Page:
Six Women Dead Within 100 Miles of Portland. Is There Another Immigrant Serial Killer on the Loose?

breakermaximus /
breakermaximus /

At least five law enforcement agencies are investigating the murders of six women, all under the age of 40, in the Portland, OR area. The bodies of the women were all found in wooded areas within 100 miles of each other in March and April. The only question at this point is, how much time will law enforcement agencies waste by looking for a white male killer?

At least three of the agencies investigating the murders say they are looking for common threads to link them together. They believe this could be the work of a single killer.

The first known victim, a woman named Kristen Smith, was found on February 19. Joanna Speaks vanished in late March and her body was found on April 8. The bodies of a woman named Charity Perry and an unidentified Native American woman were found on April 24. Bridget Webster’s body was found on April 30, and the most recent victim, Ashley Real, was found on May 8. At least one of the victims was killed by blunt force trauma to the head and neck, according to KGW8 News in Portland.

Serial killers have become increasingly rare in recent years, thanks to advances in forensic science. A lot of people who might be serial killers get arrested after committing their first murder since DNA evidence and other forensics tend to get them caught before they can rack up a large body count. Another factor is that starting in about 2018, the FBI was finally forced to abandon its false assumption that most serial killers are white American men.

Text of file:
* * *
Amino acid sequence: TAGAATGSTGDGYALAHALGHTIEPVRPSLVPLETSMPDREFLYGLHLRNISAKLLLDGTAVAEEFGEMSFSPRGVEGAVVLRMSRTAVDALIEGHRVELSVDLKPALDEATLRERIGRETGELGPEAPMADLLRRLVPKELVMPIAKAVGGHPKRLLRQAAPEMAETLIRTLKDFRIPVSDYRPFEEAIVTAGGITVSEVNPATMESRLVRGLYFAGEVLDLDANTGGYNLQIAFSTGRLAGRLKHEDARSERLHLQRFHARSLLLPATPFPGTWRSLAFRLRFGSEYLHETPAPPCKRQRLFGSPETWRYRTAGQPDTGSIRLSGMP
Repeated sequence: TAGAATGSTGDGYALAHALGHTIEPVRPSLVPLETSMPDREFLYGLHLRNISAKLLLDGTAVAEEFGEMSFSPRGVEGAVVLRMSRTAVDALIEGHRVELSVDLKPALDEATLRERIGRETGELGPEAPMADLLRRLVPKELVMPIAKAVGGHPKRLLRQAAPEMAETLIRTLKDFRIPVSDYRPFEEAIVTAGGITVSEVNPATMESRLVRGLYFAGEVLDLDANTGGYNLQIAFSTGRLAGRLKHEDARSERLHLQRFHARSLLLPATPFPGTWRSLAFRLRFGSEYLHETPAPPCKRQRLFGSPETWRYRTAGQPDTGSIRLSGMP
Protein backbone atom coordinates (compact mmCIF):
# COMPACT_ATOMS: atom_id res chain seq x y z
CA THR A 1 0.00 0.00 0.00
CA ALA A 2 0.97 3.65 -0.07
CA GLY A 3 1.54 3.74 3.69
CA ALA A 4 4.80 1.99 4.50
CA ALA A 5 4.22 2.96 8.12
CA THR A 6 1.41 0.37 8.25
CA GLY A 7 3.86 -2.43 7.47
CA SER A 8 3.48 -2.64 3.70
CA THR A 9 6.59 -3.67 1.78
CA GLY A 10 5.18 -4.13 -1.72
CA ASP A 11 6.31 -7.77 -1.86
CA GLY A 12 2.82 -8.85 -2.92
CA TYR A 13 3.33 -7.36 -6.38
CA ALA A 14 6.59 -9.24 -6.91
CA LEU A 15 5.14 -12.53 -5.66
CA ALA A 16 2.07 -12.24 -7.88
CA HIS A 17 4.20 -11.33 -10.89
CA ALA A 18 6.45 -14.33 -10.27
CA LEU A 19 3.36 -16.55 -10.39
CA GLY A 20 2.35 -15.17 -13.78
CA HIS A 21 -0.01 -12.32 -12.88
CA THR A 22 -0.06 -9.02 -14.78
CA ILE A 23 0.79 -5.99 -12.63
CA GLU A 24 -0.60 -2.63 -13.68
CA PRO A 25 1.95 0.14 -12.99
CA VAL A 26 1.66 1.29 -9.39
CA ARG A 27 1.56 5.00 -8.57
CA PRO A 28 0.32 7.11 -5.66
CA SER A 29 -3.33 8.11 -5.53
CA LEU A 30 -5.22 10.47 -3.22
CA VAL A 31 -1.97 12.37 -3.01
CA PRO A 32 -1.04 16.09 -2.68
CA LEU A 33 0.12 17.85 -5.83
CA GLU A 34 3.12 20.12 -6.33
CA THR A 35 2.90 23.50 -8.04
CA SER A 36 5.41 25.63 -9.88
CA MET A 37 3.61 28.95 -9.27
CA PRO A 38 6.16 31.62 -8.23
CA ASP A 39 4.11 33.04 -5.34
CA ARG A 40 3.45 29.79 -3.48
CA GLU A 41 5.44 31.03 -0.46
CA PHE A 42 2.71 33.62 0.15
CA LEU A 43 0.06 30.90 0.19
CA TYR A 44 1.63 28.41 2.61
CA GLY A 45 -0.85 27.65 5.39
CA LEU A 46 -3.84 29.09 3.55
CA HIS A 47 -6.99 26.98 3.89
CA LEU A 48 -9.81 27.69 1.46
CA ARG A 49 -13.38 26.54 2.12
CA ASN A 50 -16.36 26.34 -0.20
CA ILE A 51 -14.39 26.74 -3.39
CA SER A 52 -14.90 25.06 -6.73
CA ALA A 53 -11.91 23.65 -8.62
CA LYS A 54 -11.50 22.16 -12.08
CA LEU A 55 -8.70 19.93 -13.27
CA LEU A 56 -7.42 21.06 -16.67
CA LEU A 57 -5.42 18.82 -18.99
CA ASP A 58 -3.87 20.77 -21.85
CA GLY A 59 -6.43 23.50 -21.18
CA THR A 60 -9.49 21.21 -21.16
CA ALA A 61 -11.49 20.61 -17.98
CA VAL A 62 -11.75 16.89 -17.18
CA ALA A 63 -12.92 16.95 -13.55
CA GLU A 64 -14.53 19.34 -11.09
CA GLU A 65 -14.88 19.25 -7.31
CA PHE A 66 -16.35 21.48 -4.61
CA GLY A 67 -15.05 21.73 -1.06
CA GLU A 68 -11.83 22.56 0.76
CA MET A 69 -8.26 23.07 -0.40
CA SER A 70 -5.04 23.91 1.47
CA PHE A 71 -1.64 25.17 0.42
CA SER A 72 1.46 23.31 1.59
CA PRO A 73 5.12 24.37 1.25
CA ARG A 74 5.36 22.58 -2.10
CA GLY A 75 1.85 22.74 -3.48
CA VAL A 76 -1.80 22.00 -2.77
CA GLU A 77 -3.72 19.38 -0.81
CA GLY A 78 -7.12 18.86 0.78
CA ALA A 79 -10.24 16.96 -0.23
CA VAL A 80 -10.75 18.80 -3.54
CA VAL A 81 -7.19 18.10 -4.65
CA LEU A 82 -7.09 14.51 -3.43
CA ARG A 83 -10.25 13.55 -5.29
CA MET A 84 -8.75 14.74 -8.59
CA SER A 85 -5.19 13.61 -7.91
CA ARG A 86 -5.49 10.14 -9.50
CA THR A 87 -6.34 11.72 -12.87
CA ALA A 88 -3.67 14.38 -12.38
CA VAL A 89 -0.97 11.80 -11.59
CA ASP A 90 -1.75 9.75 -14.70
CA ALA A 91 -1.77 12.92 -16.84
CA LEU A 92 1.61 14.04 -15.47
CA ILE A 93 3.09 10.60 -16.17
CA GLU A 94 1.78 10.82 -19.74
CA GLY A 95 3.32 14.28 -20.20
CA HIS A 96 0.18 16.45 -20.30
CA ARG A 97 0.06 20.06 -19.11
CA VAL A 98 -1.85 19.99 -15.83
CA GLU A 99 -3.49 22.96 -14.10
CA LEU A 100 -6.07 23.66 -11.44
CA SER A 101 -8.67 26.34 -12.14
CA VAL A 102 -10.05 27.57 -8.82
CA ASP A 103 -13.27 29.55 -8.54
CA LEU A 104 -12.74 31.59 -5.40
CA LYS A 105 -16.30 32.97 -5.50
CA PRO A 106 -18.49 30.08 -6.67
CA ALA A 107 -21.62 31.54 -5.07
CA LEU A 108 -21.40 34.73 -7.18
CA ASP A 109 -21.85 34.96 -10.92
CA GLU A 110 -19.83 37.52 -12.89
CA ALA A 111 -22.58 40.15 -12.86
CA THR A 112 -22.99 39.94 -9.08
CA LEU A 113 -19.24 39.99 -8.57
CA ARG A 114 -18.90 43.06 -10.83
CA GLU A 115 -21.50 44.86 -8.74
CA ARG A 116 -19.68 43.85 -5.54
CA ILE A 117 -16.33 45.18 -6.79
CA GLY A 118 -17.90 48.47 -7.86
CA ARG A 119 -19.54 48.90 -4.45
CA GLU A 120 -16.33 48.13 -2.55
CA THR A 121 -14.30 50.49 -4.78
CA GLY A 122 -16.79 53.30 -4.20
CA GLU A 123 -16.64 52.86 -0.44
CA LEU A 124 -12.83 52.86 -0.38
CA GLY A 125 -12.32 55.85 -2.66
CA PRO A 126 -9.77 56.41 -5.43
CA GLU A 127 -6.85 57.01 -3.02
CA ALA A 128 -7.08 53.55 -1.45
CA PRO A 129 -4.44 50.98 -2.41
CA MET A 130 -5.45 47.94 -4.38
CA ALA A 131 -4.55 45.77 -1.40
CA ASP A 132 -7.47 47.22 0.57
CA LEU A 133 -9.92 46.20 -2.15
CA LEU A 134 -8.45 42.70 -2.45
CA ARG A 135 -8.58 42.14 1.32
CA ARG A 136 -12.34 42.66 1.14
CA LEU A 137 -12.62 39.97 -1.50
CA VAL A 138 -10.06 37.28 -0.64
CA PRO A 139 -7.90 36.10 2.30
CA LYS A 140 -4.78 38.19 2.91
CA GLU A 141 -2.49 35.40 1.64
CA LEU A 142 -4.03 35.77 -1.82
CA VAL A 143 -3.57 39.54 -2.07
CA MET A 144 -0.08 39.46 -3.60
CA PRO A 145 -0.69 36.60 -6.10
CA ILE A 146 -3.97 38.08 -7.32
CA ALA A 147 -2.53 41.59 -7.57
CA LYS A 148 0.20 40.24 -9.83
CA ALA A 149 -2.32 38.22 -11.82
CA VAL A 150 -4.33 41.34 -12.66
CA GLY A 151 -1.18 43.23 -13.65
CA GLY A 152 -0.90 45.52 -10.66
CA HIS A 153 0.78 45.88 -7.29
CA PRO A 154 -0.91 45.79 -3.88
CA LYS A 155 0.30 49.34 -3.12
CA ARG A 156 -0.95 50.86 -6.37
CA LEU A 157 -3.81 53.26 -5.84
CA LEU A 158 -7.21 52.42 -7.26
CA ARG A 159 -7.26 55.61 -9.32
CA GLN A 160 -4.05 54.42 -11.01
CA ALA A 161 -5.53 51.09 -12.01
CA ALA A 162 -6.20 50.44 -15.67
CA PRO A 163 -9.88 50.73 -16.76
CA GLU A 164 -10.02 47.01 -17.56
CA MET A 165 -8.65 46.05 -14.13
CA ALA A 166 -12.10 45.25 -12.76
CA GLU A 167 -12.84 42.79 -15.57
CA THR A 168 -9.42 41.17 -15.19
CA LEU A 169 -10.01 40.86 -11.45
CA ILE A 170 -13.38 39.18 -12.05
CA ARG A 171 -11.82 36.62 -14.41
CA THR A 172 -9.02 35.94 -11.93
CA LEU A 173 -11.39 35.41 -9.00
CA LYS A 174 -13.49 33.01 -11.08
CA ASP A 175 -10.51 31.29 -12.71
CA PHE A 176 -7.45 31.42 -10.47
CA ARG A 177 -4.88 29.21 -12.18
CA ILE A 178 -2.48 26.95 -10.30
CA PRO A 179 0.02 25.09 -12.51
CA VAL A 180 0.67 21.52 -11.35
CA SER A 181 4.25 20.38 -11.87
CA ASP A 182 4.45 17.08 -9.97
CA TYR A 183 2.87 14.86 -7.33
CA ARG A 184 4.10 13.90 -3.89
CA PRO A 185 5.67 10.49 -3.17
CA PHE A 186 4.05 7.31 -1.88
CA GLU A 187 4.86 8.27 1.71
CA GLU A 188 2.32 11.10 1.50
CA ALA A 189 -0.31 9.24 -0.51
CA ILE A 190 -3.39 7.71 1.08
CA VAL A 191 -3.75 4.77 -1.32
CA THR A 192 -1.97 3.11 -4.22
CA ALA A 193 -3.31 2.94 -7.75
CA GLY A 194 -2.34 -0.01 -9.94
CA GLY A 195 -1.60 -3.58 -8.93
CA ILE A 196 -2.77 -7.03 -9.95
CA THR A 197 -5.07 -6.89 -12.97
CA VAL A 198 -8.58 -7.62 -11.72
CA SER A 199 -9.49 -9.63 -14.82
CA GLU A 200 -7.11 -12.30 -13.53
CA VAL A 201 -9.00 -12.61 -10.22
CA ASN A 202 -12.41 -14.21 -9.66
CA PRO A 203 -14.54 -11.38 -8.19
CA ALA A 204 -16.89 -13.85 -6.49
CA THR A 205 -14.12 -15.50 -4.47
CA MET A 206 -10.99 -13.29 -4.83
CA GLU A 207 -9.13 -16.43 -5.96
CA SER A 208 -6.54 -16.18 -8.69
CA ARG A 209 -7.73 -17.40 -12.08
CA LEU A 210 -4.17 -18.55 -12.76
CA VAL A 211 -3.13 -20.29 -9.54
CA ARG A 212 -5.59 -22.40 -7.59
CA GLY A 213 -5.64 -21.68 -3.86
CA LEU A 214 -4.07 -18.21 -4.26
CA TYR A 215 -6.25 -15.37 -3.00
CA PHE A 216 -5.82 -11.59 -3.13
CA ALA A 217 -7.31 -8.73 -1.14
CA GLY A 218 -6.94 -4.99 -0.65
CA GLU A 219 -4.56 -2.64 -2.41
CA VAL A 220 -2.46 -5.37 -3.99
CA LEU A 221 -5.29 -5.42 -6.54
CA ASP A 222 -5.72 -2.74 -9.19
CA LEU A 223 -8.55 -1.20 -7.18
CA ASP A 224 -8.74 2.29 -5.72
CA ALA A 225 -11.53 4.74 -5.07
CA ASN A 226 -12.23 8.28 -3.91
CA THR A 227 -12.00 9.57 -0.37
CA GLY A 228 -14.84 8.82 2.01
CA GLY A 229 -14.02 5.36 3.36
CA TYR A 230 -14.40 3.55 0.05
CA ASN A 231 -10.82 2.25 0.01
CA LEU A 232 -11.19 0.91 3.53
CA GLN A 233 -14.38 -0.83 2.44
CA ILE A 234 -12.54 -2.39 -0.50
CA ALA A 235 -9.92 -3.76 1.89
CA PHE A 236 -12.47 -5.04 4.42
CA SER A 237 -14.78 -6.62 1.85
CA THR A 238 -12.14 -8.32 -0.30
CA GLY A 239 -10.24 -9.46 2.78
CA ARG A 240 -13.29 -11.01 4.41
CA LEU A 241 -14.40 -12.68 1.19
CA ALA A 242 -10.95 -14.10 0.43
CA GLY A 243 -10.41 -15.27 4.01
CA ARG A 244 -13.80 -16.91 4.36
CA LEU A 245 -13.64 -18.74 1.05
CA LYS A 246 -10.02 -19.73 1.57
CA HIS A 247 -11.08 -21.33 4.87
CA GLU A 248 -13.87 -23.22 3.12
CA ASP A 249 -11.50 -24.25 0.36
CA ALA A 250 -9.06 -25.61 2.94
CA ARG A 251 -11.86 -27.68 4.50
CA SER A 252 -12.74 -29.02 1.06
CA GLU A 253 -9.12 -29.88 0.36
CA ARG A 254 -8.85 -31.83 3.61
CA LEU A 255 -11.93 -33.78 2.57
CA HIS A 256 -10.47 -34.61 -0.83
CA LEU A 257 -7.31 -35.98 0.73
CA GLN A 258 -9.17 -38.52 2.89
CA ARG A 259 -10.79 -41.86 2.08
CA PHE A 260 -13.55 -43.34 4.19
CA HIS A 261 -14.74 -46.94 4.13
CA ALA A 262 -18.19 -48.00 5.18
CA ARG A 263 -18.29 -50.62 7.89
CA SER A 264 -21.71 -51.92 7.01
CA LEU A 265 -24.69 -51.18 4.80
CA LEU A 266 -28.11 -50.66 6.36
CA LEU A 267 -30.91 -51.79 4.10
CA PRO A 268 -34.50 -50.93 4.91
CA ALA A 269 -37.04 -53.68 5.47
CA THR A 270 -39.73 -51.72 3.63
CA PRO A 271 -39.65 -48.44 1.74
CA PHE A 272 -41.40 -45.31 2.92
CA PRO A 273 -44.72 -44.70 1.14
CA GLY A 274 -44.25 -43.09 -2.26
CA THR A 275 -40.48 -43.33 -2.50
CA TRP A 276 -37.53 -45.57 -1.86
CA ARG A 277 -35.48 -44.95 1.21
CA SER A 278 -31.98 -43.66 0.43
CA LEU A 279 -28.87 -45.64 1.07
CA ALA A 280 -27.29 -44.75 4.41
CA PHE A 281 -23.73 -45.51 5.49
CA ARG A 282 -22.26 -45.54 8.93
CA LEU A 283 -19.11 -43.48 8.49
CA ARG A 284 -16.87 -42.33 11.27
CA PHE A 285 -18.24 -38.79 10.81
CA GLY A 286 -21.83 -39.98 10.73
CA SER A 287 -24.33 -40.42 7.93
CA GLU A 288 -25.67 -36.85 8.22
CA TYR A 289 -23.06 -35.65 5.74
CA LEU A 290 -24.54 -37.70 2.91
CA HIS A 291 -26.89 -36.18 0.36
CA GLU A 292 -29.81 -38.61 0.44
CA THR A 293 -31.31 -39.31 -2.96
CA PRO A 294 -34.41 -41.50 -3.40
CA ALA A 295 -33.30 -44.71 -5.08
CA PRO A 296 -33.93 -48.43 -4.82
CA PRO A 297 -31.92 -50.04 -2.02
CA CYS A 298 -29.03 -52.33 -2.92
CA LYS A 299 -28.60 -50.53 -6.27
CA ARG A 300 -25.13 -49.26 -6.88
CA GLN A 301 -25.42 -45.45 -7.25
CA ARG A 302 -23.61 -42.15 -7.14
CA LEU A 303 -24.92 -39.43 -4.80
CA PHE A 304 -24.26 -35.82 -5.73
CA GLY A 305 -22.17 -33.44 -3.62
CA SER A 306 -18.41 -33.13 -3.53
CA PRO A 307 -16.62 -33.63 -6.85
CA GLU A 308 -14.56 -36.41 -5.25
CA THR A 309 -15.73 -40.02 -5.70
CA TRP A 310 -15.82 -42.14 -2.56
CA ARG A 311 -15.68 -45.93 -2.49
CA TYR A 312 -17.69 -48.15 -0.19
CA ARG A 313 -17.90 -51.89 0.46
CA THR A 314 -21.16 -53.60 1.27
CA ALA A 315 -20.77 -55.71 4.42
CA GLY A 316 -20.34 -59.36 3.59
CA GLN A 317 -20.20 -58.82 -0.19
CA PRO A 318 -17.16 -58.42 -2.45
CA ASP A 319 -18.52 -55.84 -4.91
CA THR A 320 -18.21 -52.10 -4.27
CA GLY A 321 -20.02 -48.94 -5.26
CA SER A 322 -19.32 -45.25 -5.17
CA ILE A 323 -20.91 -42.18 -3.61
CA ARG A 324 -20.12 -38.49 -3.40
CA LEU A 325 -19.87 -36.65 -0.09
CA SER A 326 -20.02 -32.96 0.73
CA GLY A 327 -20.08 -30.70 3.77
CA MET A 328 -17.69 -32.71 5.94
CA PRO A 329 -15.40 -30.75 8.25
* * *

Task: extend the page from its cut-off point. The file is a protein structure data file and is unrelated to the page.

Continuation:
When the FBI came up with its famous guidelines for identifying serial killers years ago and Hollywood ran wild with that flawed model. Most people can recite the “profile” from memory:

“A serial killer is most likely to be a white male between his late 20s and early 40s. Quiet. Kind of a loner. Keeps to himself.”

The fact is that white males have not been the majority of serial killers since sometime in the 1980s. Most serial killers in America are not even Americans—they’re first- or second-generation immigrants and generally non-whites. Radford University’s research into 4,700 mass murderers confirmed this, which finally forced the FBI to quietly reassess its vaunted profile in 2018.

How much time have local law enforcement agencies wasted over the years by looking for the elusive white male serial killer, thanks to Hollywood and the FBI’s bigotry? How many additional victims have piled up while law enforcement was looking in the wrong direction? Someone should do a study on that.

Even a cursory look at the lists of serial killers on Wikipedia will quickly reveal that there is a huge correlation between immigration status and someone being a mass murderer.

Richard “The Night Stalker” Ramirez was a second-generation Mexican immigrant. So was Rodney Alcala, the “Dating Game Killer.” His real birth name was Rodrigo Buquor. Juan Vallejo Corona killed 25 or more farm workers with a machete in Northern California in the 1970s and ‘80s. The INS kept allowing him back into the US on farm worker visas, despite the fact that he had been diagnosed with schizophrenia and deported multiple times for attacking people with a machete. (Great job, immigration officials!) Binh Thai Luc, a first-generation Vietnamese immigrant, murdered multiple people in San Francisco. The list goes on and on.

Even though the FBI doesn’t like to admit it publicly, we don’t really have a huge white male serial killer problem in America. We have an importation problem.